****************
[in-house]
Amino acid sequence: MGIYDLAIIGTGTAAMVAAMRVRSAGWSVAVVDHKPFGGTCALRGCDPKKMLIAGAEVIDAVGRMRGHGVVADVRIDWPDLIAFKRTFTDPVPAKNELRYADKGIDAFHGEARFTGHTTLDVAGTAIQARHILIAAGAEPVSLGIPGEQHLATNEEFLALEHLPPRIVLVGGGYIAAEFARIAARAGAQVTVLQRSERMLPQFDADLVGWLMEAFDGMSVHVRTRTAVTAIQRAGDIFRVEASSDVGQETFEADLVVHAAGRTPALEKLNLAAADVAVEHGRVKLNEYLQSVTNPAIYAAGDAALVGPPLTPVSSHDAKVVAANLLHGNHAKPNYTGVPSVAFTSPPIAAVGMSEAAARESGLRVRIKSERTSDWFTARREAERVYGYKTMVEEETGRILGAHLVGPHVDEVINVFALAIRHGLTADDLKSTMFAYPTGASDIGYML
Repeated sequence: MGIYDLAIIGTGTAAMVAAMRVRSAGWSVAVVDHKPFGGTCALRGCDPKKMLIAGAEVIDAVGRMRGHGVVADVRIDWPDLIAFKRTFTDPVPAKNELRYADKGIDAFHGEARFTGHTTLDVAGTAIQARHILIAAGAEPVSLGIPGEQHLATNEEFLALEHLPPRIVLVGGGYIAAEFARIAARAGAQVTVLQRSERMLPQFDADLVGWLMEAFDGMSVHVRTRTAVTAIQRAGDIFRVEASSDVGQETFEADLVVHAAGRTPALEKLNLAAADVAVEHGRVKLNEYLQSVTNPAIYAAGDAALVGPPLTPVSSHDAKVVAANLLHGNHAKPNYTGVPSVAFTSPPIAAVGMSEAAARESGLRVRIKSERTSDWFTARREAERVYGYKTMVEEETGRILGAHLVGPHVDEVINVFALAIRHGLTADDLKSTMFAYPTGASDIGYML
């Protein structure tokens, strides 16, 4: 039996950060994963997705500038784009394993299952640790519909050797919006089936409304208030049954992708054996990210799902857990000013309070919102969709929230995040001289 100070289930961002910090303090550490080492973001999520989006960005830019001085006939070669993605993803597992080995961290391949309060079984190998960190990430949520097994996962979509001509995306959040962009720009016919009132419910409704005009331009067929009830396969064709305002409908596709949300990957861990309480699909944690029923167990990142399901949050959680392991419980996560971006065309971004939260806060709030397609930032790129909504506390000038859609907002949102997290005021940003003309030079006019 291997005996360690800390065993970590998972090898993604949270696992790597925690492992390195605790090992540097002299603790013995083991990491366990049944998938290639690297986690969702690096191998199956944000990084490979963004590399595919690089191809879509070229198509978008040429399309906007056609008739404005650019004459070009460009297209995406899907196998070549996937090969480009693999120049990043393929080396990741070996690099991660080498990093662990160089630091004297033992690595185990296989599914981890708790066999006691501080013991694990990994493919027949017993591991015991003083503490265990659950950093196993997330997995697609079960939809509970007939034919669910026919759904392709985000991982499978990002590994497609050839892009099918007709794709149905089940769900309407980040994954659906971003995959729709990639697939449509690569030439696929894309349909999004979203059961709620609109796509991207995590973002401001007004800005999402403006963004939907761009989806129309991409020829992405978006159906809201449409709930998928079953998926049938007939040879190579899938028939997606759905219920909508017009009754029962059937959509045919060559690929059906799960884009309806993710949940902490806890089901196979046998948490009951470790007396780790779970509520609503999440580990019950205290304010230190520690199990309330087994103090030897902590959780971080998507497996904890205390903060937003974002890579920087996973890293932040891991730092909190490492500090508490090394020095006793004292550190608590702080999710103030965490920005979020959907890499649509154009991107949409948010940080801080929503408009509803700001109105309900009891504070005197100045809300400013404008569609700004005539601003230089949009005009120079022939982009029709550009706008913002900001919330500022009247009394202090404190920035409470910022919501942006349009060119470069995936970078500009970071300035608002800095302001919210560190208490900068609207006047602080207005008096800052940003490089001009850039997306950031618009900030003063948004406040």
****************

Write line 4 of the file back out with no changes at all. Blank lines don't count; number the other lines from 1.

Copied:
């Protein structure tokens, strides 16, 4: 039996950060994963997705500038784009394993299952640790519909050797919006089936409304208030049954992708054996990210799902857990000013309070919102969709929230995040001289 100070289930961002910090303090550490080492973001999520989006960005830019001085006939070669993605993803597992080995961290391949309060079984190998960190990430949520097994996962979509001509995306959040962009720009016919009132419910409704005009331009067929009830396969064709305002409908596709949300990957861990309480699909944690029923167990990142399901949050959680392991419980996560971006065309971004939260806060709030397609930032790129909504506390000038859609907002949102997290005021940003003309030079006019 291997005996360690800390065993970590998972090898993604949270696992790597925690492992390195605790090992540097002299603790013995083991990491366990049944998938290639690297986690969702690096191998199956944000990084490979963004590399595919690089191809879509070229198509978008040429399309906007056609008739404005650019004459070009460009297209995406899907196998070549996937090969480009693999120049990043393929080396990741070996690099991660080498990093662990160089630091004297033992690595185990296989599914981890708790066999006691501080013991694990990994493919027949017993591991015991003083503490265990659950950093196993997330997995697609079960939809509970007939034919669910026919759904392709985000991982499978990002590994497609050839892009099918007709794709149905089940769900309407980040994954659906971003995959729709990639697939449509690569030439696929894309349909999004979203059961709620609109796509991207995590973002401001007004800005999402403006963004939907761009989806129309991409020829992405978006159906809201449409709930998928079953998926049938007939040879190579899938028939997606759905219920909508017009009754029962059937959509045919060559690929059906799960884009309806993710949940902490806890089901196979046998948490009951470790007396780790779970509520609503999440580990019950205290304010230190520690199990309330087994103090030897902590959780971080998507497996904890205390903060937003974002890579920087996973890293932040891991730092909190490492500090508490090394020095006793004292550190608590702080999710103030965490920005979020959907890499649509154009991107949409948010940080801080929503408009509803700001109105309900009891504070005197100045809300400013404008569609700004005539601003230089949009005009120079022939982009029709550009706008913002900001919330500022009247009394202090404190920035409470910022919501942006349009060119470069995936970078500009970071300035608002800095302001919210560190208490900068609207006047602080207005008096800052940003490089001009850039997306950031618009900030003063948004406040």